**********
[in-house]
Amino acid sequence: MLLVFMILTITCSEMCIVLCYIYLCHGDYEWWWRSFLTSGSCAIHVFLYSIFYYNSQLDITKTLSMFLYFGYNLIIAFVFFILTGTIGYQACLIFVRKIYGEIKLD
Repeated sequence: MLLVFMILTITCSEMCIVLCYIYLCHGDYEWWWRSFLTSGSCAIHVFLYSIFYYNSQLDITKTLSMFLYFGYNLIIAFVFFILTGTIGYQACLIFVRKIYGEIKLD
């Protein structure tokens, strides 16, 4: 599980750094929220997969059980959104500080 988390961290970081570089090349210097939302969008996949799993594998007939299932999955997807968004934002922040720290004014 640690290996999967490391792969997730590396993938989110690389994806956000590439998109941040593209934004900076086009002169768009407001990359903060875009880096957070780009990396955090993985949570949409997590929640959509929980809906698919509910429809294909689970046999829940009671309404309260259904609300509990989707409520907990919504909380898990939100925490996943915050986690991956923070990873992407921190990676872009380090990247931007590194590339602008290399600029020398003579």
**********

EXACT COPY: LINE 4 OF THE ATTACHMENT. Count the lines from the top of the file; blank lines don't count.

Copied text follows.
């Protein structure tokens, strides 16, 4: 599980750094929220997969059980959104500080 988390961290970081570089090349210097939302969008996949799993594998007939299932999955997807968004934002922040720290004014 640690290996999967490391792969997730590396993938989110690389994806956000590439998109941040593209934004900076086009002169768009407001990359903060875009880096957070780009990396955090993985949570949409997590929640959509929980809906698919509910429809294909689970046999829940009671309404309260259904609300509990989707409520907990919504909380898990939100925490996943915050986690991956923070990873992407921190990676872009380090990247931007590194590339602008290399600029020398003579």